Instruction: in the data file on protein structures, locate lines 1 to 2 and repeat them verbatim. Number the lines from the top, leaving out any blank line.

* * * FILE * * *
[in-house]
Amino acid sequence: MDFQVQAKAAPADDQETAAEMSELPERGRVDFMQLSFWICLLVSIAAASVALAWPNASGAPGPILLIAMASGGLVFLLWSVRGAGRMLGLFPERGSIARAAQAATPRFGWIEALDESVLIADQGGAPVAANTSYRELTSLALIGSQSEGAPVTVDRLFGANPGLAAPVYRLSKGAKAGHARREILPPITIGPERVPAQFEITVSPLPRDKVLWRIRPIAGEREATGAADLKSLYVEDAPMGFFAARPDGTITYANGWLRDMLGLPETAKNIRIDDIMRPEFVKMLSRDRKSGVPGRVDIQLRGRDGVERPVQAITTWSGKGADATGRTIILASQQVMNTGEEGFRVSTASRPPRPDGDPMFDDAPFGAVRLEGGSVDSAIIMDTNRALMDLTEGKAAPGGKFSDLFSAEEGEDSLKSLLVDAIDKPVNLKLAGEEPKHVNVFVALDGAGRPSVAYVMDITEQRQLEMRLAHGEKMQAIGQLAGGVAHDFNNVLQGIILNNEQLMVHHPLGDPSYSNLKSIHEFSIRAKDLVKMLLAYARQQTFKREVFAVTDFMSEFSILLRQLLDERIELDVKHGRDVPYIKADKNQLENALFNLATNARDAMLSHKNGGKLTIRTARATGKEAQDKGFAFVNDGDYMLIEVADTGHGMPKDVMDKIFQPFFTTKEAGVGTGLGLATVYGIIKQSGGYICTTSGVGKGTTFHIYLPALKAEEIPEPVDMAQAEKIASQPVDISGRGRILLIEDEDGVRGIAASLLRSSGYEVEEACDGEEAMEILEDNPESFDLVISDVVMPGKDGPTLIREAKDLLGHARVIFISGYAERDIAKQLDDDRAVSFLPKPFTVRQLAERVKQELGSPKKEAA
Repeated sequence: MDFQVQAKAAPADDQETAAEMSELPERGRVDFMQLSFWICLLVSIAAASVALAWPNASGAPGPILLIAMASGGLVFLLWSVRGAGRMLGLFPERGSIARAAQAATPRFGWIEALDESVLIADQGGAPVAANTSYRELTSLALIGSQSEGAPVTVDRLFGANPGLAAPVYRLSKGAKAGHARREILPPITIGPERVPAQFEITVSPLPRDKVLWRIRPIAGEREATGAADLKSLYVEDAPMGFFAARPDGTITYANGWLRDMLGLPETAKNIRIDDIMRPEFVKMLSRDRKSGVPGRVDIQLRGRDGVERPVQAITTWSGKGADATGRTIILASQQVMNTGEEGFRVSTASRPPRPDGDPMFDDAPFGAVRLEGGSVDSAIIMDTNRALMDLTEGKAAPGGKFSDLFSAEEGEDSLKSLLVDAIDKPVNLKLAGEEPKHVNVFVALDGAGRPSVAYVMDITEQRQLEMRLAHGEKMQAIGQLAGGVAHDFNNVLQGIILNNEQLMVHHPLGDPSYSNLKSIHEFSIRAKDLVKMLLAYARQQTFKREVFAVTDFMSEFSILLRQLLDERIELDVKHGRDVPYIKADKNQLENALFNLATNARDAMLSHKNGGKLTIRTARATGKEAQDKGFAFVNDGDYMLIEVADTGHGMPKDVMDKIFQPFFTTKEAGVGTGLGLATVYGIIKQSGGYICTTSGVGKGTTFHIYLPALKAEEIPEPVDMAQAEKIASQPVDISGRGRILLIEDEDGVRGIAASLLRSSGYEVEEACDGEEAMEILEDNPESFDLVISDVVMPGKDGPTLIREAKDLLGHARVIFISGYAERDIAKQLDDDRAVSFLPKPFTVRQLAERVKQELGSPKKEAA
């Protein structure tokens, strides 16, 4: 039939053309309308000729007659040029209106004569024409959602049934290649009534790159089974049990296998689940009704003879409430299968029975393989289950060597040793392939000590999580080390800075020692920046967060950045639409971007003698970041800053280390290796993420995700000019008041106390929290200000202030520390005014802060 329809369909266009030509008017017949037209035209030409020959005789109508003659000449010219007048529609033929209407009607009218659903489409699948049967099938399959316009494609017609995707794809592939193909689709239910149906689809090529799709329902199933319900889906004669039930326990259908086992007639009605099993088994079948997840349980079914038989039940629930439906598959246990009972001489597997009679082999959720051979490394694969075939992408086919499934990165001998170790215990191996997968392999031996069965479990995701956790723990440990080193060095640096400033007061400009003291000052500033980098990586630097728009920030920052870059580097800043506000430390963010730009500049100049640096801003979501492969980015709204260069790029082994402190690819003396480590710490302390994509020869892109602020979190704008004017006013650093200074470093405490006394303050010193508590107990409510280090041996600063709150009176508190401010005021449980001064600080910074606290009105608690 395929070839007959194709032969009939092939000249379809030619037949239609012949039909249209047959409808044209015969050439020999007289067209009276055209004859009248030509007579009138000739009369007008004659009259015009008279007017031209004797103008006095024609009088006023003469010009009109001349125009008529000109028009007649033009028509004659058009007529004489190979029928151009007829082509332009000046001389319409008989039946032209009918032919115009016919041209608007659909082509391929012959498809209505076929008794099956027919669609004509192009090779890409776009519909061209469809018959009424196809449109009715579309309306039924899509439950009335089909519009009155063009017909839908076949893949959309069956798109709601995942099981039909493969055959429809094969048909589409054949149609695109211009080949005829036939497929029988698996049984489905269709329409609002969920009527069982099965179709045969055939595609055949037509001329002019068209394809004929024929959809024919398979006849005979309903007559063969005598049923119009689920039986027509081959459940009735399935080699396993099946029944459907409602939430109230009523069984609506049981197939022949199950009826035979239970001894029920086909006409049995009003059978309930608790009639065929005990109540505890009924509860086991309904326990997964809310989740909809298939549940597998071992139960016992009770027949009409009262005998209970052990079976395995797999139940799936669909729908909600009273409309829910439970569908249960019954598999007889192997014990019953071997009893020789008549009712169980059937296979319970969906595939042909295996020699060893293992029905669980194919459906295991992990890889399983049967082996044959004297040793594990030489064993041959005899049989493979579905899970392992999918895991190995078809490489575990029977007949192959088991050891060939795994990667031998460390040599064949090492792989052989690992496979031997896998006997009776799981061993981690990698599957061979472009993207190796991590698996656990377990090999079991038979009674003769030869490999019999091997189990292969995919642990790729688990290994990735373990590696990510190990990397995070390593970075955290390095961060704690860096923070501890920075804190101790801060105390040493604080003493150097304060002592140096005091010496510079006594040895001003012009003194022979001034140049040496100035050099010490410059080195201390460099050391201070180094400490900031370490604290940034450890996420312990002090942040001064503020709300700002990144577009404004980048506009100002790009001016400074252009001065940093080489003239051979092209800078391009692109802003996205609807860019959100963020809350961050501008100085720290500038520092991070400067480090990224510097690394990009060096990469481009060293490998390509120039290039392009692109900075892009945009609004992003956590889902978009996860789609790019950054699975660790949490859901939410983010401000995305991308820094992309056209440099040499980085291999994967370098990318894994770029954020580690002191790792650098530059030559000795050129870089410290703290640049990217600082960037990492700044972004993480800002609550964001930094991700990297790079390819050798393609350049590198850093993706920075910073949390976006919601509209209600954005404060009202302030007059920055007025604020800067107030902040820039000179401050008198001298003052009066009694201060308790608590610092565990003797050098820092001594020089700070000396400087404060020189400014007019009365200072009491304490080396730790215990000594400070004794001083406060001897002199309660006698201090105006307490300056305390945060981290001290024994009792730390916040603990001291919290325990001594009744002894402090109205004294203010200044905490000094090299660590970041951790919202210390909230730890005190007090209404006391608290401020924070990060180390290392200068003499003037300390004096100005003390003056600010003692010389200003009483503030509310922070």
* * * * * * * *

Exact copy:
[in-house]
Amino acid sequence: MDFQVQAKAAPADDQETAAEMSELPERGRVDFMQLSFWICLLVSIAAASVALAWPNASGAPGPILLIAMASGGLVFLLWSVRGAGRMLGLFPERGSIARAAQAATPRFGWIEALDESVLIADQGGAPVAANTSYRELTSLALIGSQSEGAPVTVDRLFGANPGLAAPVYRLSKGAKAGHARREILPPITIGPERVPAQFEITVSPLPRDKVLWRIRPIAGEREATGAADLKSLYVEDAPMGFFAARPDGTITYANGWLRDMLGLPETAKNIRIDDIMRPEFVKMLSRDRKSGVPGRVDIQLRGRDGVERPVQAITTWSGKGADATGRTIILASQQVMNTGEEGFRVSTASRPPRPDGDPMFDDAPFGAVRLEGGSVDSAIIMDTNRALMDLTEGKAAPGGKFSDLFSAEEGEDSLKSLLVDAIDKPVNLKLAGEEPKHVNVFVALDGAGRPSVAYVMDITEQRQLEMRLAHGEKMQAIGQLAGGVAHDFNNVLQGIILNNEQLMVHHPLGDPSYSNLKSIHEFSIRAKDLVKMLLAYARQQTFKREVFAVTDFMSEFSILLRQLLDERIELDVKHGRDVPYIKADKNQLENALFNLATNARDAMLSHKNGGKLTIRTARATGKEAQDKGFAFVNDGDYMLIEVADTGHGMPKDVMDKIFQPFFTTKEAGVGTGLGLATVYGIIKQSGGYICTTSGVGKGTTFHIYLPALKAEEIPEPVDMAQAEKIASQPVDISGRGRILLIEDEDGVRGIAASLLRSSGYEVEEACDGEEAMEILEDNPESFDLVISDVVMPGKDGPTLIREAKDLLGHARVIFISGYAERDIAKQLDDDRAVSFLPKPFTVRQLAERVKQELGSPKKEAA